I will continue to support across-the-board tax cuts, reining in our government’s budget, deregulatory efforts, pro-growth policies that keep our workforce growing, and increasing access to capital for local banks and would-be entrepreneurs of small businesses, the lifeblood of Main Street Minnesota. Female entrepreneurs are especially critical to our economy’s success as women-owned businesses are rapidly expanding. I will keep supporting bills like the the Promoting Women in Entrepreneurship Act (signed into law this year) and the Women’s Business Centers Improvements Act. Also, I intend to build on our work to ensure we have a well-educated workforce to fill the current employer demand and ensure our laws encourage innovation.
Since being elected to Congress I have held 24 town halls. Since last September, my team and I have responded to over 82,000 letters and we have taken over 2,500 meetings since January 2016. My staff begs me to stop giving out my personal phone number to everyone I meet. Frankly, if my phone could store 700,000 contacts, I would prefer that (much to the dismay of my team). I also think it would make this whole thing a lot easier. Our offices in Otsego and D.C. are “open door,” meaning that all constituents are welcome to stop by. That policy will continue as long as I am in Congress.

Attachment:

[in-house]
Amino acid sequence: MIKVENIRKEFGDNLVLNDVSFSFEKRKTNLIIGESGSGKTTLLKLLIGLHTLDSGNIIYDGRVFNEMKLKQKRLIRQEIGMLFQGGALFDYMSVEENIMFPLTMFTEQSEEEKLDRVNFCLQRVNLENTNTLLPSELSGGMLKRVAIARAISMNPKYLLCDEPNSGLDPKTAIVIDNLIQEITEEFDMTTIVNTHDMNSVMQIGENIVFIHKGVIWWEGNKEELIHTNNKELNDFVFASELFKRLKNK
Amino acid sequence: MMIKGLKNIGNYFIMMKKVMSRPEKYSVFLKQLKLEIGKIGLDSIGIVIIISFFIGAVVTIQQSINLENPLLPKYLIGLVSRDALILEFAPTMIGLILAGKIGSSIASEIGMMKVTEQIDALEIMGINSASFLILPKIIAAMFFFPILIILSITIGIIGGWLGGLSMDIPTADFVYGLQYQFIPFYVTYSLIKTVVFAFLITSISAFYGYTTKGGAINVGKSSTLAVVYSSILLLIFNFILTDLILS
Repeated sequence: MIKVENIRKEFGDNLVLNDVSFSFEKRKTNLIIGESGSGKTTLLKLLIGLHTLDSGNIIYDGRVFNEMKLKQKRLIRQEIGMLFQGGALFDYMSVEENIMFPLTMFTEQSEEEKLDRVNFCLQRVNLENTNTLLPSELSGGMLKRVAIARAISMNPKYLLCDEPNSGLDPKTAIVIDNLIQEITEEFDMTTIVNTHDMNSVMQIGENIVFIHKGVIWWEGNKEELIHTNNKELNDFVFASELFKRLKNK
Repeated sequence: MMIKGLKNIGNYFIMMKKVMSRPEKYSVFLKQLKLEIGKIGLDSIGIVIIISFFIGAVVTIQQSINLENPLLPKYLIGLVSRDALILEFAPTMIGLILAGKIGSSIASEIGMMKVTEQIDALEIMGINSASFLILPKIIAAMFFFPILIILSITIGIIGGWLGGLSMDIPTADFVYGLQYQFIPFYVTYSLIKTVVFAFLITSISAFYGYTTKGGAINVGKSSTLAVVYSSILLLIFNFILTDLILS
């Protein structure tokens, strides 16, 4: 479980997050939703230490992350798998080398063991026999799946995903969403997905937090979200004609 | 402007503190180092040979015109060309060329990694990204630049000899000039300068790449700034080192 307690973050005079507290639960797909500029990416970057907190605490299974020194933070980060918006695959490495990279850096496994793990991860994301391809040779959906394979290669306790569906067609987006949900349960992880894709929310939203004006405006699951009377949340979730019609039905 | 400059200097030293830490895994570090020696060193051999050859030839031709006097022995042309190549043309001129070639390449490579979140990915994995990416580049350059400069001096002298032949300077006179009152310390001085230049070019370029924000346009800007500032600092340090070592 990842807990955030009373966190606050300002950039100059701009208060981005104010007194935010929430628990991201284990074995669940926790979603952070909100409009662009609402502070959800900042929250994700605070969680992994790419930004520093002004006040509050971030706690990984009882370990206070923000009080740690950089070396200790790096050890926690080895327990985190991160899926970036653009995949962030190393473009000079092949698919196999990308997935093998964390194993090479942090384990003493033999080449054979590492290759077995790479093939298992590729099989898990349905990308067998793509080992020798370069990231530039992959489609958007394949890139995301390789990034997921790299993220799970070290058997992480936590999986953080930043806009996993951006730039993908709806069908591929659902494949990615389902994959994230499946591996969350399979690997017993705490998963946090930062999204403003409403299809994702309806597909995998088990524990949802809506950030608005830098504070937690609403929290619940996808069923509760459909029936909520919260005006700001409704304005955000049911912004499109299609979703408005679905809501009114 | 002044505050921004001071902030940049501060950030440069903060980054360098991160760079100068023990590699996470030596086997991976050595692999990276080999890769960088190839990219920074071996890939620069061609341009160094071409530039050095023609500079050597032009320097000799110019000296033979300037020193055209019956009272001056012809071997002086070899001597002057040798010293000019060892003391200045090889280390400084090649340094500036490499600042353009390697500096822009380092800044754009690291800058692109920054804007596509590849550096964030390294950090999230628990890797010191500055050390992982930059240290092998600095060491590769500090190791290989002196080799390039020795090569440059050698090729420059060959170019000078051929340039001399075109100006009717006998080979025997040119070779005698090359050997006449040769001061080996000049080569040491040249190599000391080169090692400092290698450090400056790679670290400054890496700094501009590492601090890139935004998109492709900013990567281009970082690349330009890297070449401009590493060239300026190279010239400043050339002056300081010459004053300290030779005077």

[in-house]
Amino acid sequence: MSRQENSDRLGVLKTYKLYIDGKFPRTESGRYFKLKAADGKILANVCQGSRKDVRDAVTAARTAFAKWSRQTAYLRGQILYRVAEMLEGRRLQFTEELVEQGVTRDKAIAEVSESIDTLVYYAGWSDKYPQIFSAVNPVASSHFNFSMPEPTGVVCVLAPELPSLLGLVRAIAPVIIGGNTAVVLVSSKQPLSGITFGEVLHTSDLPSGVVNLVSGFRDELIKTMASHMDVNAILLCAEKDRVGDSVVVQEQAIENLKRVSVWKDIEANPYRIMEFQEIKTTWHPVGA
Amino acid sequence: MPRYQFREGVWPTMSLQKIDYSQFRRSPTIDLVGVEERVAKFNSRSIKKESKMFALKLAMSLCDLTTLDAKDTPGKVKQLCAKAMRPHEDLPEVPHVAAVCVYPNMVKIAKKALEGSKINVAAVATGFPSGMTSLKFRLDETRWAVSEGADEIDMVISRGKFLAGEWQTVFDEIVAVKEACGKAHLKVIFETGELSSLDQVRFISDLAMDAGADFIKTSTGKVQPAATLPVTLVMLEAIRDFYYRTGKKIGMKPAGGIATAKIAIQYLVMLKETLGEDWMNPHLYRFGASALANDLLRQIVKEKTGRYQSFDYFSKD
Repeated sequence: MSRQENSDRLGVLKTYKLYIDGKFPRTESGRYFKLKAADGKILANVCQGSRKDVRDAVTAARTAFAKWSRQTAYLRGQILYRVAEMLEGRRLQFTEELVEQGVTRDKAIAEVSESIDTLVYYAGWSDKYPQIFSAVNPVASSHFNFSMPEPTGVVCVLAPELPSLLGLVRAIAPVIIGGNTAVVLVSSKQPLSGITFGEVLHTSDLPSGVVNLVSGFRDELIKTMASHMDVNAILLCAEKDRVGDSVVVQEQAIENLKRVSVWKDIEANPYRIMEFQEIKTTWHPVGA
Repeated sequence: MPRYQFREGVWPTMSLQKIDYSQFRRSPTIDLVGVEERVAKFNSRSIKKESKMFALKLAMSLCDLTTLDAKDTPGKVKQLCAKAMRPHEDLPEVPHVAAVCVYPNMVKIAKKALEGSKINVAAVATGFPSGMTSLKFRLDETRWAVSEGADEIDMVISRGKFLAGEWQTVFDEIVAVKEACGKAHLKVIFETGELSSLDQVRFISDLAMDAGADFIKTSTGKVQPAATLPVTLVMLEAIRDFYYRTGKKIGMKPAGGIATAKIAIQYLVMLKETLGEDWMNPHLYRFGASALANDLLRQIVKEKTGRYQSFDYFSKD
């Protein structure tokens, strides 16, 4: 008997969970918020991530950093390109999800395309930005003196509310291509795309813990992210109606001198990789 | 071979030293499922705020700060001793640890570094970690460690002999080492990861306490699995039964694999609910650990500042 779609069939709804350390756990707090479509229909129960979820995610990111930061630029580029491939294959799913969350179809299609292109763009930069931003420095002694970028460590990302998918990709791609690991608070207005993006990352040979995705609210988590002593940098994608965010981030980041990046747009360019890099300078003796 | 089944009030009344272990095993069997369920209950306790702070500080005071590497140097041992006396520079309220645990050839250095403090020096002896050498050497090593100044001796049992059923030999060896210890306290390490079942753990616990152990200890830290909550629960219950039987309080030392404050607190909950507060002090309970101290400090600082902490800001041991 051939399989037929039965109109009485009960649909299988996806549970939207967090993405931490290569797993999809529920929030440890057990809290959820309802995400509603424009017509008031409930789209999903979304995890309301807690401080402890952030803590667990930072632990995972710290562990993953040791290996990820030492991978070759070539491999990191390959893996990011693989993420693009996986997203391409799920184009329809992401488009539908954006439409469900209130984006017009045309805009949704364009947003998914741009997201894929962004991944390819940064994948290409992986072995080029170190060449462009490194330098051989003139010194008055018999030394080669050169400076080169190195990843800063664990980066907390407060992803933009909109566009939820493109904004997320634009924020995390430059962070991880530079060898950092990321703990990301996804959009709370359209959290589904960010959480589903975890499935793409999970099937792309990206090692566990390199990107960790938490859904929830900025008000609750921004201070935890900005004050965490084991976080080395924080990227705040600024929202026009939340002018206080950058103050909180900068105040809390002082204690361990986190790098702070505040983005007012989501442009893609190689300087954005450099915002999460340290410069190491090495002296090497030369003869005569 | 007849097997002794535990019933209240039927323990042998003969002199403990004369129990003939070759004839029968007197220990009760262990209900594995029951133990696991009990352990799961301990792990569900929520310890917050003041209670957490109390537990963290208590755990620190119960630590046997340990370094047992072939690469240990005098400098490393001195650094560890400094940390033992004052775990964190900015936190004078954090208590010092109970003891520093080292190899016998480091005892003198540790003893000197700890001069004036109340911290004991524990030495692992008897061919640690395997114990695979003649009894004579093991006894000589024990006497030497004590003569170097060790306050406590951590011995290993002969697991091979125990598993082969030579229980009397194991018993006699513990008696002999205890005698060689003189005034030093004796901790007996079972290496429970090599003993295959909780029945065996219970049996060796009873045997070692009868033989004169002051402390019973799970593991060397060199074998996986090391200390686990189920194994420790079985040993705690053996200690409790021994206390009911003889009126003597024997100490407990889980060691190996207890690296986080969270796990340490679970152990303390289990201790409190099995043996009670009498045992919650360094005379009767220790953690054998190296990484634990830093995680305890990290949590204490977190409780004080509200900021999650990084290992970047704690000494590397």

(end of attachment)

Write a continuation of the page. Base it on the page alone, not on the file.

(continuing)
Minnesotans are tired of the divisive and childish bickering. They expect elected officials to offer and support policies that make their lives, and their children’s lives, better and create more opportunity for everyone. As our nation continues forward, we need to get back to debating big ideas. We have to stop the “us vs. them” approach and remember that we are all in this together. If we are going to be successful, we need to work together, lead together and show the rest of the country how Minnesotans from all walks of life can (and do!) live well together.
I have the utmost respect for my colleagues in Congress, especially our Minnesota delegation. We share the same grueling schedules and deal with daily criticisms, yet we all want the same things: a strong economy, safe communities, good schools, clean air and water, and a better future for our kids. We really only differ on how to get there. Politics, like life, is about relationships. That’s why, since I was first elected to Congress, I have made it a priority to get to know my colleagues as people, regardless of party: what motivates them, their likes and dislikes, and what they want to accomplish. In a time of incredible divisiveness, building relationships with all Members is paramount. If re-elected, I will continue this approach.